I’m not sure if an oil and gas lease is a good thing for me

I have some farm ground in McPherson County. I was recently contacted by a gentleman from I think Oklahoma that wanted to visit with me about leasing my ground to an oil and gas company. I was not clear if he actually worked for the oil company or not. I visited with him briefly over the phone and I agreed to let him send me a lease agreement to review. I have now received the lease and am not sure what everything means. The idea of an additional payment per acre sounds good on its face but I am not sure if it would be good for me to just sign it without talking to a lawyer. The gentleman wants to visit with me in the next couple of weeks and I am not sure what to do.

You are wise to be critical of the lease agreement and have a desire to have it explained to you before you sign it. There has been an apparent recent surge in efforts by oil and gas companies to get landowners to sign leases. In part, this is because new drilling techniques allow these companies to more effectively and efficiently extract these resources from the ground.

Many of these companies are based out of Oklahoma or Texas and it is not unusual for a “landman” to contact the landowner on behalf of the oil and gas exploration company. The landman often is not an employee of the oil and gas companies but works as an agent or independent contractor for the companies. The landman will often act as the intermediary between the companies and the landowner in negotiating and securing the lease.

The typical oil and gas lease is often referred to as a “form 88 lease.” This refers to a typical version of an oil and gas lease that has been drafted by the oil and gas companies with a focus on protecting the companies’ interests.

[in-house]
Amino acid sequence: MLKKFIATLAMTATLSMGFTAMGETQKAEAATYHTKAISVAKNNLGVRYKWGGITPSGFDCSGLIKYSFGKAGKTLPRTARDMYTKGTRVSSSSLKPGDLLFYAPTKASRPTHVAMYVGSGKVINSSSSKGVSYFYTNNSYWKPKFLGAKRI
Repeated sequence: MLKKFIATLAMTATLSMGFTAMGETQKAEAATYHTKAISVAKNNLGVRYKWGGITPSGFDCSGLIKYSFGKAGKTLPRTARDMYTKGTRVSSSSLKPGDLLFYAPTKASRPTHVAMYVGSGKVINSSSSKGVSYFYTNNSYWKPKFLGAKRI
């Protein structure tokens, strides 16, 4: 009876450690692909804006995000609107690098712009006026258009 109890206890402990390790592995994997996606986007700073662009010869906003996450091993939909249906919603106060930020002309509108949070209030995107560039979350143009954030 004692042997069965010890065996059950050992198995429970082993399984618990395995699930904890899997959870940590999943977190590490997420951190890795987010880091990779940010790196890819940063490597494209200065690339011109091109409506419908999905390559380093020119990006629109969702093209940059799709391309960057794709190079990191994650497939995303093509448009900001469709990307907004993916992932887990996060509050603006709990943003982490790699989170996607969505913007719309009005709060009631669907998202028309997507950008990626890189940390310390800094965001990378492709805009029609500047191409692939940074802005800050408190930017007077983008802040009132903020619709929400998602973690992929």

Consequently, these leases are often skewed against the landowner.

There are many offensive provisions in a typical oil and gas lease. Just a few of these possibilities are mentioned in this article.

Most leases allow the company to take great liberties with the landowner’s property. The lease may grant the drilling company the right to drain the landowner’s family pond to use the water in oil recovery efforts. The company may be allowed to build roads over agricultural land or otherwise interfere with farming operations with little, if any, compensation to the landowner.

Some leases may not obligate the company to restore the landowner’s land into its prior condition at the end of the lease term.

Form 88 leases also typically give companies wide latitude to almost perpetually lock up land subject to a lease, even after the primary term has ended. This should be examined as well.

Additionally, the lease will include a range of payment provisions. If the company proposes a “paid up” lease the landowner should research typical going rates for these types of leases. Sometimes landowners will even band together to increase the amount offered as an upfront payment.

Along with securing the land, the landowner may be able to get upfront compensation for certain initial actions by the company that interfere with the landowner’s property. The landowner can also negotiate the royalty payment, which is generally a percentage of the profit that is generated that goes to the landowner if there is oil or gas production on the land.

The above merely highlights a few of the typical concerns for a landowner inherent in most oil and gas leases. Once you sign the lease, you will be bound by its terms. Thus, before you sign any document that you do not understand, it is wise to consult with someone that can help explain it to you.